Another important learning from Harvard is a lesson from Ronald Heifetz himself, the Faculty Chair. During his last session of the program, Ronald mentioned as one of his ending remarks that in today’s times, we have the tendency to try to measure everything in our professional and personal lives in quantifiable terms, like the amount of money we are making, the number of people we are trying to teach, or the time duration we are spending with our family. Ronald emphasized that some things in our life should not be measured, and the biggest example of that is the good deeds that we do for others. This made me reflect back on my experience of teaching at a government primary school, during a two-year Fellowship at Teach For Bangladesh. From time-to-time, I get this deep regret that I did not do enough for the sixty students I taught in the two-years of teaching. I might have been able to transform their views on giving their education priority, by even a little amount, but my contribution towards my students was not enough to transform their lives. After Ronald’s speech on how goodness cannot be measured, I tried to think of this one student of mine, who was on the verge of being forced by his father to drop out of school to work in a tea stall. Through persistent counseling sessions with the parents and the Head Teacher, I was able to convince the father to keep his son in school. The student not only came back to my class, at one point, he started to really engage in and love learning. There are other stories of small success from those two years, and when I focus on those instead of the numbers, it motivates me to do even more good.

Lesson 3: Fear of failure holds us back

My final key learning is based on another lecture by Ronald Heifetz, and to me, this is the most significant learning in the context of Bangladesh, centered on the way we are conditioned to view failure. Typically, we are steered by competition and success; it is ingrained in our system that the only way to move forward is to succeed. Driven by that fuel, people become concerned about the outcome, and often-times lose focus of the purpose of the work. Failure is a taboo word that is not discussed freely, and failing is something unthinkable, shameful. Failure constitutes of every pessimistic connotation there can be, and anyone who has failed is instinctively viewed disapprovingly. What Ronald emphasized on was that striving for success is of course extremely important, but if our narrow view of succeeding makes us afraid of failure, then it drastically reduces the potential of experimenting with something new and innovative.

So, a valuable lesson from this class for me was, ‘Give yourself permission to fail’. If we learn from our failures, then we can call it a learning opportunity instead of failure. We need to desensitize ourselves to the phobia of failure, as it will restrain us from going beyond our comfort zone and taking risks. What I realized was that maybe my entire life was a pursuit of achieving success in one form or another, and maybe that made me complacent. I ended up only making those choices which I knew would lead me to succeed, rather than aiming for something way beyond my reach. Now I know that if I choose to take a risk in life, even if I might not succeed in achieving it, I will most definitely learn a thing or two in the process.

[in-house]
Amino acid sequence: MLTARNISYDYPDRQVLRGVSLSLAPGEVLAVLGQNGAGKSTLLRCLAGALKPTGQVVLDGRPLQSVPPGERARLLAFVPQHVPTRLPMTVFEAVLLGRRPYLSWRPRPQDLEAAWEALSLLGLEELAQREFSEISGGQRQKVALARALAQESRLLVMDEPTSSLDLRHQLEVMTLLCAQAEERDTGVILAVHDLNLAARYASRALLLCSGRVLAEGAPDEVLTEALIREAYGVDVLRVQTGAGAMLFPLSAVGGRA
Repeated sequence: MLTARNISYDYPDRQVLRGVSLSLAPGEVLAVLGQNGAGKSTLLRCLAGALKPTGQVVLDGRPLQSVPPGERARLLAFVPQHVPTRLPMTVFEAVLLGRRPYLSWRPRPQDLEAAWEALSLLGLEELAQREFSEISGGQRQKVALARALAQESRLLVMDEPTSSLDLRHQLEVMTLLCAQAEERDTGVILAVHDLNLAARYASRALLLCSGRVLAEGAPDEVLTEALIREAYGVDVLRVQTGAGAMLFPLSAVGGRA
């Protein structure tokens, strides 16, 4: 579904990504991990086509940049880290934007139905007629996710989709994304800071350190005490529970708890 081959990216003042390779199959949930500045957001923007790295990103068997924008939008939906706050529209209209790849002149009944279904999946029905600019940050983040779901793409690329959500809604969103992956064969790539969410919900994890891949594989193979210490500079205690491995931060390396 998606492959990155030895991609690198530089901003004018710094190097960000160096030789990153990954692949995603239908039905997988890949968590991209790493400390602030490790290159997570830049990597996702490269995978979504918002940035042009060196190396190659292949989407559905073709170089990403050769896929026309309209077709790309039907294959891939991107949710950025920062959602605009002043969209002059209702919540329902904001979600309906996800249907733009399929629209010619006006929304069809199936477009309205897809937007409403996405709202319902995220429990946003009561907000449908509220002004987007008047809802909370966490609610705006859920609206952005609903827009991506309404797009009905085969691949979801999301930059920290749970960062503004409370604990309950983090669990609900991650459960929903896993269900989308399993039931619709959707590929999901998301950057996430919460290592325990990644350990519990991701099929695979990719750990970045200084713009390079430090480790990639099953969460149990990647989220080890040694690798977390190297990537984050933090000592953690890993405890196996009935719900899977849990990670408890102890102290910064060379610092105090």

These lessons have become very close to me, and as I move forward in life, I try to apply them as much as I can. Ibeh has erased in me the tendency to judge people based on their appearance or background, and to try to get to know new people better, paying respect to their depth of perspective and past experiences. Ronald Heifetz has taught me to not let ‘low numbers’ or the guilt of not doing enough consume me, but rather to celebrate the small achievements to keep motivating myself further. Furthermore, he went on to teach me not let my life be defined by materialistic success, but instead to allow myself to embrace failure if it arises, and catapult myself by learning from it.

Like many, I had always dreamed of visiting Harvard University, even if for just a tour of the campus. Little did I know that I would actually be participating in a very sought-after program in this highly prestigious institute, and making so many new memories, which have become invaluable to me. I will work hard to transfer my new learning to others by practicing them myself and using them in training the youth of our society in Leadership.


The writer is a leadership instructor at BYLC and Assistant Manager, Curriculum Development.